Paint on spade near Elaine and samples from Dwyer’s garden ‘did not match’
PAINT spots on a spade found in woods near Elaine O’Hara’s remains did not match paint samples taken from the garden of Graham Dwyer’s home, his murder trial has heard.
A forensic scientist said she tested spots of paint on the spade and while it looked similar to paint found in tins and on a fence at Mr Dwyer’s home, differences in the chemical composition meant it did not match.
The day before, the accused’s wife, Gemma Dwyer, had told the jury she believed the spade in the woods came from the back garden of their family home. She had said she recognised it because of paint splatters which she said happened when the shed and fence had been painted years earlier.
The jury also heard that while semen found on Ms O’Hara’s mattress matched Mr Dwyer’s DNA profile, there was no forensic evidence linking him to any of a series of items found. There was also no blood or any DNA matching Ms O’Hara found in three cars at his home.
Mr Dwyer (42), an architect of Kerrymount Close, Foxrock, is pleading not guilty to the murder of Ms O’Hara (36) at Killakee, Rathfarnham on August 22, 2012.
Ms O’Hara, a childcare assistant from Killiney, was last seen alive near Shanganagh Cemetery in Shankill that day.
Her remains were found by a dog walker in undergrowth in the Dublin mountains on September 13, 2013.
The prosecution maintains Mr Dwyer killed her for his own sexual gratification.
The jury heard Bridget Fleming, from the Chemistry Section of the Forensic Science Laboratory at Garda Headquarters was asked to analyse the spade from Killakee Wood as well as three containers of brown timber paint or protector and a piece of the fence taken from Kerrymount Close. The purpose was to see whether any traces from the spade could have been from the samples of paint from Mr Dwyer’s home.
“They were similar to the others,” Ms Fleming said of the comparison between the spade and the Kerrymount Close samples.
She explained to Sean Guerin SC, for the prosecution, that they were all similar in colour with slight variations in appearance. They were also similar in chemical composition.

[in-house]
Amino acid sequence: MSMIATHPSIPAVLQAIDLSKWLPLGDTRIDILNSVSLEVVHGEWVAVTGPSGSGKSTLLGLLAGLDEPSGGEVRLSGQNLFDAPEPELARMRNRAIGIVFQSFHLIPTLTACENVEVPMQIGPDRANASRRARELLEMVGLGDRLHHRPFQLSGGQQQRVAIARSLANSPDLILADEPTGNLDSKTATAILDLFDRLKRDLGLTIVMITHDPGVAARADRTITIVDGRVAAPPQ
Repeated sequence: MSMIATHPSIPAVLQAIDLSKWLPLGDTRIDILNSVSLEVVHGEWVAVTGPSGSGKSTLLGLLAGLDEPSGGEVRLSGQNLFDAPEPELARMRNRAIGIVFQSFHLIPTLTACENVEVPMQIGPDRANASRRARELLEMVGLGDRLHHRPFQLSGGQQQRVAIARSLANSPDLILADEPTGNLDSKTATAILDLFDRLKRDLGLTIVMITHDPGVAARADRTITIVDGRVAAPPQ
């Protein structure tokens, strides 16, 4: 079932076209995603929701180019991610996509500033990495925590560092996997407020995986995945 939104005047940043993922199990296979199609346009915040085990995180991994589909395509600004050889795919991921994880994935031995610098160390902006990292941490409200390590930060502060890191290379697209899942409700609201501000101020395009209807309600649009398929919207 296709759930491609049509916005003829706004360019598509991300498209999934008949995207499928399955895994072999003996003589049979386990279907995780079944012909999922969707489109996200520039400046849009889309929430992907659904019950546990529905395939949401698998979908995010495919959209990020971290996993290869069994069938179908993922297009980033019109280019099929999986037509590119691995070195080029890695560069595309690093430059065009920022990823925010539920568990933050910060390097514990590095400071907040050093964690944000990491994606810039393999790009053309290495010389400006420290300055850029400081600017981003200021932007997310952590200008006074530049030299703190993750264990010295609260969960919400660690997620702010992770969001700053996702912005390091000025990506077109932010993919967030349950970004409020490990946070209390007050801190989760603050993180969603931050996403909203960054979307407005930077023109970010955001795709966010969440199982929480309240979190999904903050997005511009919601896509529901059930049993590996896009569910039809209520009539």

However, she said, differences observed in the chemical composition “meant that they did not match”.
Under cross examination, Ms Fleming told Remy Farrell SC, defending, she examined the spade forensically between December 18, 2013, and February 4, 2014.
She found small differences in the chemical composition between the spots on the spade and in the tins.
“That is why it did not match. It’s very similar but did not match,” she said.
“It wasn’t the same as any of the paint which I saw from Kerrymount Close.”
Dr David Casey, also attached to the Forensic Science Laboratory, said Ms O’Hara’s blood was found on the mattress on her bed as well as a bean bag cover, both of which had “stab cuts” on them.
Dr Casey said a full DNA profile matching that of the accused was found on three of five semen-stained areas on the mattress.
Four areas of bloodstaining matched the DNA profile of Ms O’Hara.
Dr Casey also examined several items seized in Killakee Woods, where Ms O’Hara’s remains were found, and from a second site a short distance away.
A pair of black tracksuit bottoms found were in poor condition and covered in mud, dirt, staining and vegetation staining.
The inside was stained from animal or insect activity, the court heard, however there was no semen or blood inside.
DNA on semen found on one of two condoms from a second site in Killakee was profiled for an unknown male and the accused was excluded, he said.
Dr Casey also examined the spade found in the same area and found no blood and insufficient DNA to test on it.
He was involved in an examination of three cars from Mr Dwyer’s family home – two Freelanders and an Audi TT.
He examined the vehicles using a chemical spray and florescent light which highlights dried blood.
“After extensive search of the vehicles there was no blood present,” he said.
The trial continues.